This past Friday, I grabbed one of the Starboard Race 14′ x 25″ demos from Carolina Paddleboard Company and paddled into a ripping outgoing tide and an 8-knot ENE wind around the Harbor Island Loop in Wrightsville Beach.

Of all the boards I’ve tried in the past few weeks, I was the least comfortable on this one, at first. It has low primary stability but very high secondary stability. In other words,  the first inch or two of roll from left to right feels like it’s going to tip over, but then, it simply doesn’t. It’s solid. It just took some getting used to. It took a mile or so to get into a rhythm, to feel how it reacted to currents and boat wakes, to feel how it liked the bumps. While I agree that it’s ALL ABOUT THE ENGINE, my engine recently feels as powerful as those that come in a Yugo. That’s why I thought paddling this the Starboard Race helped me ignore my lack of horsepower and just flowed through the water with very little resistance and held its glide.

By the end of my paddle, even after talking to some fishermen about a school of Sheepshead chasing glass minnows in Mott’s Channel (which I’ve never seen in a school before), I was seven minutes faster than the best of my previous 4 runs.

Granted, this kind of result without a GPS is like playing telephone. The board tells your feet a story, the nose and entry of the board tells your eyes a story. The weight of the water, the paddle and the board tell your body a story. And your time tells your brain a story. None of them are the real story. They’re are just parts, feelings.

Without a GPS and without actual data, there’s no way to tell if you’re actually faster on one board or another. I used to think that if you felt fast, go with the board. And if you felt slow, ditch it. But the more I paddle the more I realize it needs to be more organic, holistic, educated. Take your typical paddle conditions, you race goals and their conditions, the feel of a board and the data and make your decision. Then, stick with it. Find a board that pushes your ability slightly and learn it. Get to know what it does in each situation. BOND.

What goes into FAST? Balancing the width and design of a board with the least resistance with being stable enough to get a good plant and a full pull on the paddle. If a 22″ wide board is the fastest on Earth and you fall off it, it’s not that fast. This board was just beyond my threshold for comfort in flat water, but something I feel like I could easily figure out with a few hours of paddling. I’d need to take it into the ocean to see how to use the design to flow with the swells. It’d be interesting on a downwind. I need to work on my core and balance. AND leg strength. But in flatwater, currents, chop, it was great.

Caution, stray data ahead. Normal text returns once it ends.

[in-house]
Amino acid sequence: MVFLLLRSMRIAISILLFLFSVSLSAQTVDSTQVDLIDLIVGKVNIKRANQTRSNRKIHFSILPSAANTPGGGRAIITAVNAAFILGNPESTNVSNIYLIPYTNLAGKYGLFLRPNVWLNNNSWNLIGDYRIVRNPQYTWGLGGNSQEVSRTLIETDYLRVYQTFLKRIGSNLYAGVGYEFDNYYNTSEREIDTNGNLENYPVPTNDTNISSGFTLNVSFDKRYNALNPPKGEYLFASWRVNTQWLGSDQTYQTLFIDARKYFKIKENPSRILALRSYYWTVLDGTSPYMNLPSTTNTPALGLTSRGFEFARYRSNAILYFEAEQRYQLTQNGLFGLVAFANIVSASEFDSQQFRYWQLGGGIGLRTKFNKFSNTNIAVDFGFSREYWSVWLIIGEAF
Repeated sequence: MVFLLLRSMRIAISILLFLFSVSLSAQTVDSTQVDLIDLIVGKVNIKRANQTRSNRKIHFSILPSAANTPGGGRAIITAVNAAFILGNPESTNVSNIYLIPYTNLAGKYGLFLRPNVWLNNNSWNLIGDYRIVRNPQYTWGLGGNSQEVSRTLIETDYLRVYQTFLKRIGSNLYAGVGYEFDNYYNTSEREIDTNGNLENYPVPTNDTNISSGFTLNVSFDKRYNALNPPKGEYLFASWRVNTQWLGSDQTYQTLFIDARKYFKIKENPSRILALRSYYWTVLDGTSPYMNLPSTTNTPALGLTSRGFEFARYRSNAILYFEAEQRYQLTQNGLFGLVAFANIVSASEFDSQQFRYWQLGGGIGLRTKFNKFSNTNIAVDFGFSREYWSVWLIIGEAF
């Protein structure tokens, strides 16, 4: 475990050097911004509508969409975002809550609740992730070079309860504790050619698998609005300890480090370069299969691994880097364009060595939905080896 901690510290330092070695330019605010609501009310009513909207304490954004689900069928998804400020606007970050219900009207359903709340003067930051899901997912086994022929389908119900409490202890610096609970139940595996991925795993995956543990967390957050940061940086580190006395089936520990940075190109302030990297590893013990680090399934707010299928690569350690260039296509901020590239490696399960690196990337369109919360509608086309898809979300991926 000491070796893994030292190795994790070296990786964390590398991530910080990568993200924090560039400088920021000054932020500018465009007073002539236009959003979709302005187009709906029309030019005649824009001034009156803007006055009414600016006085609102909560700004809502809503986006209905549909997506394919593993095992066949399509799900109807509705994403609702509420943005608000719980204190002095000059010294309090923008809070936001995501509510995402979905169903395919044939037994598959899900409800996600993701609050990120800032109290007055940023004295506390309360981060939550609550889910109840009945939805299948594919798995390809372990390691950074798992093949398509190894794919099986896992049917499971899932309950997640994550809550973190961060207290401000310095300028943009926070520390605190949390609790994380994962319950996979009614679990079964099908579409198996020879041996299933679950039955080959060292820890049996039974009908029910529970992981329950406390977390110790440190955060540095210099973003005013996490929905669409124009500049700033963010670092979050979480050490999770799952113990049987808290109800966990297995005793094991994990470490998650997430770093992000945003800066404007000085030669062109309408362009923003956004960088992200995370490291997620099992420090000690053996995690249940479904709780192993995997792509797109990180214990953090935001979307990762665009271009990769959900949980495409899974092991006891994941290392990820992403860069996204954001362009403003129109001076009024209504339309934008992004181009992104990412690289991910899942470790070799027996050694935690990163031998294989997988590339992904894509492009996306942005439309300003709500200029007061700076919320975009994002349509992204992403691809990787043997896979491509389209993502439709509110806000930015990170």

The Starboard Race is a blend of the All-Star and the Sprint and it’s marketed as the all-around race board. It comes in a few widths, so depending on your weight, experience level and conditions, there’s one for just about everyone.

I never had water on the deck. The dual scuppers worked great. It has a super concave through the tail and seemed to get up on plane easily, especially against current. The nose never lost contact with the water into the wind, so there was little hull slap, although I do tend to get too far forward on boards. I know this is an issue, but I keep doing it. Someone help me.

The net/net, I am completely intrigued and can’t wait to get back on this board. I had my fastest time, but had to earn it. I made me immediately conscious of my physical limitations, but also inspired me to get back into the gym and back on my balance board. It’s a challenge worth taking. The 27″ wide version would probably be the one I’d suggest for most people, including myself if I am going into the ocean, the 25″ version for flatwater races, like Chattajack.

 

From the Starboard Website:

The “Race” was born by breading all the speed elements of the Sprint and the user-friendliness and sea keeping ability of the All Star. One board quiver that works in flat water racing and ocean races. The most versatile board in the 27.5 “width.

Available sizes:

14’0” X 27”
14’0” X 25”
12’6” X 27.5”
12’6” X 25.5”

Constructions:

Custom Carbon Sandwich
Custom Glass Carbon

As with all Starboards, get your orders in, find one and buy it early in the season. For more information, contact Jason at Carolina Paddleboard Company, Dan Gavere and Mark Colino at Starboard.